But the ‘G, as it is affectionately known to locals, is so much more than Australia’s biggest sporting stadium. It has hosted Papal and Royal visits and housed US Marines, the US Army airforces and our own RAAF during World War II. It has also been a concert venue for international and local performers, held open days, charity events, dinners and many more.
Nestled in Yarra Park, about a 10-minute walk from the heart of the city, the MCG is open every day of the year for events and functions and tourists and the general public alike can visit seven days a week.
Hosier Lane is Melbourne's most iconic Street Art lane way and is one of the main tourist attractions in Melbourne.
Melbourne is known as one of the world's great street art capitals for its unique expressions of art on approved outdoor locations. Street art includes stencils, paste-ups and murals and does not include graffiti or tagging which is illegal.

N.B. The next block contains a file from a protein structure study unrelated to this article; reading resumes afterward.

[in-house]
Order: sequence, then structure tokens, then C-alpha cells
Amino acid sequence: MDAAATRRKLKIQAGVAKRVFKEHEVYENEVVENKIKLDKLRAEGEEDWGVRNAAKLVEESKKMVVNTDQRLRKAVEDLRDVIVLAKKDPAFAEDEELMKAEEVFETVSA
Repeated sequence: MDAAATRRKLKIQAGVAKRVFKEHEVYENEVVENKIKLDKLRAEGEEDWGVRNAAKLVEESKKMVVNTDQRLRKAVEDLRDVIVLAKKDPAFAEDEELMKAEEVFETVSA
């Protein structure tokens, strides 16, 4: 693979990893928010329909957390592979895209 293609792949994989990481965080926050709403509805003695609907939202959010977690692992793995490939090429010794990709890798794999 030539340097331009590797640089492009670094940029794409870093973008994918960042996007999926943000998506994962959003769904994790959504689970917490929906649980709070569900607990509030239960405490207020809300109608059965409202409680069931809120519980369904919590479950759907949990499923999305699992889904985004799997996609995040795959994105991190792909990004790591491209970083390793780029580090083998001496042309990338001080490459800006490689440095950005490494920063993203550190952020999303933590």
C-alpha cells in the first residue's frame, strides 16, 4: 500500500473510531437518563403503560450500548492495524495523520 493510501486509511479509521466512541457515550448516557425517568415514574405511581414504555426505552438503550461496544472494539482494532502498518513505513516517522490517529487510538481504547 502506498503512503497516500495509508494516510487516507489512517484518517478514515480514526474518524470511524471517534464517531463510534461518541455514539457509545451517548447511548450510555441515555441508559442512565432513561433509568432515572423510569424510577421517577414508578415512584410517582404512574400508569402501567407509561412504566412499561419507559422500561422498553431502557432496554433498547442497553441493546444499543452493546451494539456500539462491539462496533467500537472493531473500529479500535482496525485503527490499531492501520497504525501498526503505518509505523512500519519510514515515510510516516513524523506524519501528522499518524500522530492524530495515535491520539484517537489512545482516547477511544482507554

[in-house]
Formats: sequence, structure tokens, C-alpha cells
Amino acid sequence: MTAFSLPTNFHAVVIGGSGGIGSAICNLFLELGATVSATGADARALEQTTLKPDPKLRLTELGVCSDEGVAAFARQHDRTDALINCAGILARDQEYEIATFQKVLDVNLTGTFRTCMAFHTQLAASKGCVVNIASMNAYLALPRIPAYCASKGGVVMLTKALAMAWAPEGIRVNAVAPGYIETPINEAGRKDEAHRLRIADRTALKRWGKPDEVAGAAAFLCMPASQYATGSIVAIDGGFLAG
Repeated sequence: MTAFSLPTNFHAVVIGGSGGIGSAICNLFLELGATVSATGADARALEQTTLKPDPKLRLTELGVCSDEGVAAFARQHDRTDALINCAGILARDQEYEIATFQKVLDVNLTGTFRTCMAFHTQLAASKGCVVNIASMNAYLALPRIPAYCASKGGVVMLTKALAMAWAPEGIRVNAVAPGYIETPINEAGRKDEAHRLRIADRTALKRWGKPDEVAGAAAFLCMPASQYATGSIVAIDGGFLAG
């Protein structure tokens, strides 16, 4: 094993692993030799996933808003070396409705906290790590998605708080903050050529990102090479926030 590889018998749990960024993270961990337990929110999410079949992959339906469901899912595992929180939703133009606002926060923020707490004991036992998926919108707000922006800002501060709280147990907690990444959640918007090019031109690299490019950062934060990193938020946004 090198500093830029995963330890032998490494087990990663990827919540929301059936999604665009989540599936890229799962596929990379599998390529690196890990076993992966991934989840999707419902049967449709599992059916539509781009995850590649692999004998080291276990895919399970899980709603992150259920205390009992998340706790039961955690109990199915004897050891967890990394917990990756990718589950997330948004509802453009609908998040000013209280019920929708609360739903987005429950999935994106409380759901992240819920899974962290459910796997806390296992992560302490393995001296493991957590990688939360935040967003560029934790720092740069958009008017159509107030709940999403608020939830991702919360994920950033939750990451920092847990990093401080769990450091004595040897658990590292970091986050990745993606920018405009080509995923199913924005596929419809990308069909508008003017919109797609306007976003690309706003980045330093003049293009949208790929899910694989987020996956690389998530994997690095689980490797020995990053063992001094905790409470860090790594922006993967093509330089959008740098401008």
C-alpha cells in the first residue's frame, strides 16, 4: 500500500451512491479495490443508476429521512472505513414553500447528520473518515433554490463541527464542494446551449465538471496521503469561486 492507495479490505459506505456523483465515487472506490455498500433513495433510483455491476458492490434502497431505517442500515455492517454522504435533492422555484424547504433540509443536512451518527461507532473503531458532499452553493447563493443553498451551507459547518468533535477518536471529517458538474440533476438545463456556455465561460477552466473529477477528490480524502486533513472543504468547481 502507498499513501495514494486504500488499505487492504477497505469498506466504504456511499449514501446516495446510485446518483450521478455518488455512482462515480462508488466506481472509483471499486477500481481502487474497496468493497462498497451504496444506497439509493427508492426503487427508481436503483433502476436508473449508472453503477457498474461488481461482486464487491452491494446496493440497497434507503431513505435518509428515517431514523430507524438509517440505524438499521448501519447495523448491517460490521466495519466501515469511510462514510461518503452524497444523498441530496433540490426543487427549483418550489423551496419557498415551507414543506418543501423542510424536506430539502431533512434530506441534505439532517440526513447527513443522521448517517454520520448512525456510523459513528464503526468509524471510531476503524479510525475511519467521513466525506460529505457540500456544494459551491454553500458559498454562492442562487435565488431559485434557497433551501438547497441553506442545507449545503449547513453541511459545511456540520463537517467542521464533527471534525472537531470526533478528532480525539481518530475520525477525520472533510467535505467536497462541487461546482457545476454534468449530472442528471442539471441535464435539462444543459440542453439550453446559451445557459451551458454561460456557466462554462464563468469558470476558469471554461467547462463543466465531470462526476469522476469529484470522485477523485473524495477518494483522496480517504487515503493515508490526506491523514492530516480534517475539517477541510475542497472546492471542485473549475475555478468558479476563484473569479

To see some of the city's best street art, head to Hosier and Rutledge Lane, opposite Federation Square.
Located in the heart of Melbourne, Marvel Stadium has welcomed more than 35 million fans through the gates since opening in 2000.
Renowned for regularly staging AFL, A-League and BBL action under the famous retractable roof, Marvel Stadium has also hosted some of the biggest international sporting events such as UFC193, Soccer World Cup Qualifiers and International Rugby Union tests.
Throughout its years, Marvel Stadium has hosted many memorable concerts for some of the world’s biggest stars including Taylor Swift, Foo Fighters, Justin Timberlake, AC/DC, Bon Jovi, Andre Rieu and Eminem.
FLINDERS STREET STATION
The railway station sits on the edge of Flinders and Swanston Streets and is serviced by the entire metropolitan rail network, seeing thousands of commuters and travellers pass through its doors every single day.
At its rear, you’ll find the Yarra River, which weaves its way through the city centre and provides a picturesque backdrop to the surrounding scenery. Sprawling out over two whole city blocks, Flinders Street Station is a popular attraction for visitors as well as a popular meeting point for locals.